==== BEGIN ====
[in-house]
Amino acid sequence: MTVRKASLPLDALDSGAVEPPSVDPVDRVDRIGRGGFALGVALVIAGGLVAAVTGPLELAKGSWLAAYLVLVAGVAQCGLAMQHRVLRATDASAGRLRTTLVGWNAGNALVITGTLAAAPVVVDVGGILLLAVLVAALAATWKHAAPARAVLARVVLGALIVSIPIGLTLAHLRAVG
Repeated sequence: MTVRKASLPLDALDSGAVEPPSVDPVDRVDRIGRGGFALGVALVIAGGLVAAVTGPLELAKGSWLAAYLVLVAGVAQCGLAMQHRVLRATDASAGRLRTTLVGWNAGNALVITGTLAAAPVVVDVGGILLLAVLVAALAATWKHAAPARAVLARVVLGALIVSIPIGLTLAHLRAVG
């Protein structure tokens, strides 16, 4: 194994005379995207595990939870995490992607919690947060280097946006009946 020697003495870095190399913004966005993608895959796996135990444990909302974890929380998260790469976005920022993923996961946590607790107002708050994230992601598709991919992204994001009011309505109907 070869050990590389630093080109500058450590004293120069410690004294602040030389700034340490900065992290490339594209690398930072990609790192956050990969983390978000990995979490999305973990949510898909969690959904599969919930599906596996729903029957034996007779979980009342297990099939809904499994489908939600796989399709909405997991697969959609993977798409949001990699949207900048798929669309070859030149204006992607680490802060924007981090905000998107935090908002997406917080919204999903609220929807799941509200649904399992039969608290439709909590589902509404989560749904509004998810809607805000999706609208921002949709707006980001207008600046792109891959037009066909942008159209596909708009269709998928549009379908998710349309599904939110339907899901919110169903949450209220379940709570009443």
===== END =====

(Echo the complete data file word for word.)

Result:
[in-house]
Amino acid sequence: MTVRKASLPLDALDSGAVEPPSVDPVDRVDRIGRGGFALGVALVIAGGLVAAVTGPLELAKGSWLAAYLVLVAGVAQCGLAMQHRVLRATDASAGRLRTTLVGWNAGNALVITGTLAAAPVVVDVGGILLLAVLVAALAATWKHAAPARAVLARVVLGALIVSIPIGLTLAHLRAVG
Repeated sequence: MTVRKASLPLDALDSGAVEPPSVDPVDRVDRIGRGGFALGVALVIAGGLVAAVTGPLELAKGSWLAAYLVLVAGVAQCGLAMQHRVLRATDASAGRLRTTLVGWNAGNALVITGTLAAAPVVVDVGGILLLAVLVAALAATWKHAAPARAVLARVVLGALIVSIPIGLTLAHLRAVG
């Protein structure tokens, strides 16, 4: 194994005379995207595990939870995490992607919690947060280097946006009946 020697003495870095190399913004966005993608895959796996135990444990909302974890929380998260790469976005920022993923996961946590607790107002708050994230992601598709991919992204994001009011309505109907 070869050990590389630093080109500058450590004293120069410690004294602040030389700034340490900065992290490339594209690398930072990609790192956050990969983390978000990995979490999305973990949510898909969690959904599969919930599906596996729903029957034996007779979980009342297990099939809904499994489908939600796989399709909405997991697969959609993977798409949001990699949207900048798929669309070859030149204006992607680490802060924007981090905000998107935090908002997406917080919204999903609220929807799941509200649904399992039969608290439709909590589902509404989560749904509004998810809607805000999706609208921002949709707006980001207008600046792109891959037009066909942008159209596909708009269709998928549009379908998710349309599904939110339907899901919110169903949450209220379940709570009443």